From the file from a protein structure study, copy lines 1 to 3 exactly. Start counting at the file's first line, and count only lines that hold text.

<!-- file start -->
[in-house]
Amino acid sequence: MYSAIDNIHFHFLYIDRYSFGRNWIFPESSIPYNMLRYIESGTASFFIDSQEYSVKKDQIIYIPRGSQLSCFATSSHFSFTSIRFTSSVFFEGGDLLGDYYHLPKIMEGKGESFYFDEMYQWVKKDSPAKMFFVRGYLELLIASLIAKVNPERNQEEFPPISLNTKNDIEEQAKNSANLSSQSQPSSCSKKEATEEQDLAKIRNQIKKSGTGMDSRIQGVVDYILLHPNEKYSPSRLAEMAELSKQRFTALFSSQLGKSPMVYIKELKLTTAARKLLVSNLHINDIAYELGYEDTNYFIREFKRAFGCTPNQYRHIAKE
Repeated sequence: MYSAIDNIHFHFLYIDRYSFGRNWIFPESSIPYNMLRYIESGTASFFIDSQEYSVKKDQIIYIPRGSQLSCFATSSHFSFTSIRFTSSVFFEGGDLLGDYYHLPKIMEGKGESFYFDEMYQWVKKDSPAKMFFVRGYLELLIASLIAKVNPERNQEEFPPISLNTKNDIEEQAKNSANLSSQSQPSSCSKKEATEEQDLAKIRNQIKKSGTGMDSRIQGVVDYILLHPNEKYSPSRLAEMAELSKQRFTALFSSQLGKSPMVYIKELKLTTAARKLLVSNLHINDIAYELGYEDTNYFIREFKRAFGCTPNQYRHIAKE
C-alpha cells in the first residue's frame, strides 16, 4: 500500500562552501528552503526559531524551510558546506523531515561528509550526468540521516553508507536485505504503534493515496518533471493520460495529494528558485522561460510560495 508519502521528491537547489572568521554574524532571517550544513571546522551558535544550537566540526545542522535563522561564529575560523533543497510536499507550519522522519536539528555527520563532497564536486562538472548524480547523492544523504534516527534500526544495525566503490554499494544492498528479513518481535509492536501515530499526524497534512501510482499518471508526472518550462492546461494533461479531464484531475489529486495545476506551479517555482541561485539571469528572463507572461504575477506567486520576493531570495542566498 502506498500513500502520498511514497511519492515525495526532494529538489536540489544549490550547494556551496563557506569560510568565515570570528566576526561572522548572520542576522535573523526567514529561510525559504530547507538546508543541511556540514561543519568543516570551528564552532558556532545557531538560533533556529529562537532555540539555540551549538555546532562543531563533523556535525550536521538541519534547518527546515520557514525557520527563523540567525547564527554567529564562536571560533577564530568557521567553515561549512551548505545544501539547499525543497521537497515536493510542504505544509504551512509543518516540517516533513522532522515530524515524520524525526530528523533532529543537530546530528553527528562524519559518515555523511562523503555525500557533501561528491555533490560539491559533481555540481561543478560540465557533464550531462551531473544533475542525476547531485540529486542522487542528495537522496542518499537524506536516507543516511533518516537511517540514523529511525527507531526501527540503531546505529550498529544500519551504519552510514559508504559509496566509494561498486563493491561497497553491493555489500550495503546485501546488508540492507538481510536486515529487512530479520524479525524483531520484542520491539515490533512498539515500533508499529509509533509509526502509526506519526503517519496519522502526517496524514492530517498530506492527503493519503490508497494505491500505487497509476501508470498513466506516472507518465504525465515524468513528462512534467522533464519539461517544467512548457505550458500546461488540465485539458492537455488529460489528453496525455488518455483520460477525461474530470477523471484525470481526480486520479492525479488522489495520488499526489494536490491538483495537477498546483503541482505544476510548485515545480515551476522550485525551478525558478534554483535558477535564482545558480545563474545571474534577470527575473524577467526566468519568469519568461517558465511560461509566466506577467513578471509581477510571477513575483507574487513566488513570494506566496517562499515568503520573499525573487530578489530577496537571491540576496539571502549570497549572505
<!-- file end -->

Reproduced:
[in-house]
Amino acid sequence: MYSAIDNIHFHFLYIDRYSFGRNWIFPESSIPYNMLRYIESGTASFFIDSQEYSVKKDQIIYIPRGSQLSCFATSSHFSFTSIRFTSSVFFEGGDLLGDYYHLPKIMEGKGESFYFDEMYQWVKKDSPAKMFFVRGYLELLIASLIAKVNPERNQEEFPPISLNTKNDIEEQAKNSANLSSQSQPSSCSKKEATEEQDLAKIRNQIKKSGTGMDSRIQGVVDYILLHPNEKYSPSRLAEMAELSKQRFTALFSSQLGKSPMVYIKELKLTTAARKLLVSNLHINDIAYELGYEDTNYFIREFKRAFGCTPNQYRHIAKE
Repeated sequence: MYSAIDNIHFHFLYIDRYSFGRNWIFPESSIPYNMLRYIESGTASFFIDSQEYSVKKDQIIYIPRGSQLSCFATSSHFSFTSIRFTSSVFFEGGDLLGDYYHLPKIMEGKGESFYFDEMYQWVKKDSPAKMFFVRGYLELLIASLIAKVNPERNQEEFPPISLNTKNDIEEQAKNSANLSSQSQPSSCSKKEATEEQDLAKIRNQIKKSGTGMDSRIQGVVDYILLHPNEKYSPSRLAEMAELSKQRFTALFSSQLGKSPMVYIKELKLTTAARKLLVSNLHINDIAYELGYEDTNYFIREFKRAFGCTPNQYRHIAKE